with the proviso that if k and l are both zero R1 must not be F, Cl, OCHF2, or CF3.



3. A compound as claimed in claim 1, wherein the symbols and indices have the following meanings:

R1 and R2 are alkyl having 1 to 16 carbon atoms, where one or more --CH2 -- groups may also be replaced by --O--, --CHCH-- or --Si(CH3)2 --, and one or more H atoms may be replaced by F;

M1, M2, M3 and M4 are --CO--O--, --O--CO-- or a single bond, ##STR63## are 1,4-phenylene, where one, two or three H atoms may be replaced by F, pyrimidine-2,5-diyl, pyridine-2,5-diyl, 1,4-cyclohexylene or naphthalene-2,6-diyl; and

k+l+m+n is 1 or 2;

with the proviso that if k and 1 are both zero R1 must not be F, Cl, OCHF2, or CF3.



4. A ferroelectric liquid-crystalline mixture comprising from 2 to 35 components, of which at least one is a trifluorophenylene derivative as claimed in claim 1.

5. A ferroelectric liquid-crystalline mixture as claimed in claim 4, comprising from 0.01 to 80% by weight of one or more compounds as claimed in claim 1.

6. An electro-optical switching and/or display element, comprising two electrodes, two outer plates, at least one alignment layer and a compound as claimed in claim 1.

7. A process for preparing an electro-optical switching and/or display element which comprises filling a liquid-crystalline mixture as claimed in claim 4 with spacers between two glass substrates being provided with electrodes and one or two orientation layers.

8. An electro-optical switching and/or display element, comprising two electrodes, two outer plates, at least one alignment layer and a liquid-crystalline mixture as claimed in claim 4.

Description:

BACKGROUND OF THE INVENTION

Particularly in the last decade, liquid crystals have been introduced into various industrial areas in which electro-optical and display-device properties are required (for example in watch, calculator and typewriter displays). These display devices are based on dielectric alignment effects in the nematic, cholesteric and/or smectic phases of the liquid-crystalline compounds, where--caused by the dielectric anisotropy--the molecular long axis of the compounds adopts a preferential alignment in an applied electric field. The usual response times in these display devices are too long for many other potential areas of application of liquid crystals. This disadvantage is particularly noticeable if a large number of pixels must be addressed. Production costs of equipment containing relatively large screen areas, for example of video equipment, are then generally too high.

In addition to nematic and cholesteric liquid crystals, optically active smectic liquid crystal phases have also been increasing in importance over the last few years.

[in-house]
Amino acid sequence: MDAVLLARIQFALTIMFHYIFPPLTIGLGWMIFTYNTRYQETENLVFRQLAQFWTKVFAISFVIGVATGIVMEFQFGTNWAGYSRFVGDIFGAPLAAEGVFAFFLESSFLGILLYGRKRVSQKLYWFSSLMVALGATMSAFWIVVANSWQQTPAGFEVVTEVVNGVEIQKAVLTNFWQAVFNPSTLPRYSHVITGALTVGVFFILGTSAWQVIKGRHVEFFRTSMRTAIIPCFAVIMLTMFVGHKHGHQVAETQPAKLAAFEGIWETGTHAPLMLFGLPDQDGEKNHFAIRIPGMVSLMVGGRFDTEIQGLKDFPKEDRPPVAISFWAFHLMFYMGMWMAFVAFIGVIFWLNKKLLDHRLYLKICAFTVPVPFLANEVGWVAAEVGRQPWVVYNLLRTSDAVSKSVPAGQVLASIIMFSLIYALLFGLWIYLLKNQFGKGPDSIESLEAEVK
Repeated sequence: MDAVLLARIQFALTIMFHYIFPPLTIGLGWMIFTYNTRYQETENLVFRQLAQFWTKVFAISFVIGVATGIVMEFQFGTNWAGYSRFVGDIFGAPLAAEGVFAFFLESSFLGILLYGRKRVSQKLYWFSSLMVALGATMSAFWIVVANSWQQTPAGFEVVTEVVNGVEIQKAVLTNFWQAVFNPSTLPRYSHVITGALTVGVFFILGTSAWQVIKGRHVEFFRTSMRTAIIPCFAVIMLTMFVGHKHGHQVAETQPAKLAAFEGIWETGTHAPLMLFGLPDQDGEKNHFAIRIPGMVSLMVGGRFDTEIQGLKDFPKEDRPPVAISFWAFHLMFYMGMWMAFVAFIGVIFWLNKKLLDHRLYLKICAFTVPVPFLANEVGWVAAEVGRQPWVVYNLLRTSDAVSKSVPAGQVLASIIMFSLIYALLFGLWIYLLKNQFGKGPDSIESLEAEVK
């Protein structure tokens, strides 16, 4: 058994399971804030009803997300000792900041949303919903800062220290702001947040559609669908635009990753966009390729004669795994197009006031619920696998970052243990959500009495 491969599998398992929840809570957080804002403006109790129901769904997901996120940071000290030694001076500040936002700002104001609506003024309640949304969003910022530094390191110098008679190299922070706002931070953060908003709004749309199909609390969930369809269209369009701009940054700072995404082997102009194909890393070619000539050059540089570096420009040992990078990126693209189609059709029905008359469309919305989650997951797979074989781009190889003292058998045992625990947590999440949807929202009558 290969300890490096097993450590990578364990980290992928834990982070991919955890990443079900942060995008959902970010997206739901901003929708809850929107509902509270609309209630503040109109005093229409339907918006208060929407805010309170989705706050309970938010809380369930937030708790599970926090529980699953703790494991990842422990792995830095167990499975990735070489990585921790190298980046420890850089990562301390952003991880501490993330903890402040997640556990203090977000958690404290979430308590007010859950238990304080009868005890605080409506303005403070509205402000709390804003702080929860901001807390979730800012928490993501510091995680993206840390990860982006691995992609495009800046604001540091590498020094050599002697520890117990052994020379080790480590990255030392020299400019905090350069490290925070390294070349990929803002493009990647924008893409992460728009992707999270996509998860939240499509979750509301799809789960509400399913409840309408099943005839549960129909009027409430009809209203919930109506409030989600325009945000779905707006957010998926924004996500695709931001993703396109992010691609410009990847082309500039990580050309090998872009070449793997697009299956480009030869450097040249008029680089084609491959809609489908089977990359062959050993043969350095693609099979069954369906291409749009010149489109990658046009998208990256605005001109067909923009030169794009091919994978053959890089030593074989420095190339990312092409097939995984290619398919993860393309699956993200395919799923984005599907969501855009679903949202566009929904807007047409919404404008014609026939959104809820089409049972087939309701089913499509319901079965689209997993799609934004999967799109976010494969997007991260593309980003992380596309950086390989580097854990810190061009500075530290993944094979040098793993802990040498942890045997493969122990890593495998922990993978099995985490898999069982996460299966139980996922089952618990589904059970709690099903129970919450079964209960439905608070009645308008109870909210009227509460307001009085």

Clark and Lagerwall were able to show that the use of ferroelectric liquid-crystal systems in very thin cells results in electro-optical switching or display elements which have response times faster by a factor of 1000 compared with conventional TN ("twisted nematic") cells (cf., for example, Lagerwall et al., "Ferroelectric Liquid Crystals for Displays", SID Symposium, October Meeting 1985, San Diego, Calif., USA). On the basis of this and other favorable properties, for example the possibility of bistable switching and the virtually viewing angle-independent contrast, FLCs are in principle highly suitable for the abovementioned areas of application, for example via matrix addressing.

For electro-optical or fully optical components, either compounds are required which form tilted or orthogonal smectic phases and are themselves optically active, or ferroelectric smectic phases can be induced by doping compounds which, although forming such smectic phases, are not themselves optically active, with optically active compounds. The desired phase should be stable over the broadest possible temperature range.

In order to achieve good contrast in electro-optical components, a uniform planar alignment of the liquid crystals is necessary. Good alignment in the SA and S*c phase can be achieved if the phase sequence of the liquid-crystal mixture is, with decreasing temperature: isotropic➝N ➝SA ➝Sc

The prerequisite is that the pitch of the helix in the N* phase is very large (greater than 10 μm) or even better is fully compensated (see, for example, T. Matsumoto et al., pp. 468-470, Proc. of the 6th Int. Display Research Conf., Japan Display, Sep. 30-Oct. 2, 1986, Tokyo, Japan; M. Murakami et al., ibid. pp. 344-347). This is achieved by adding a further optically active dope which induces a right-hand helix to the chiral liquid-crystal mixture which has, for example, a left-hand helix in the N* phase, in such amounts that the helix is just compensated.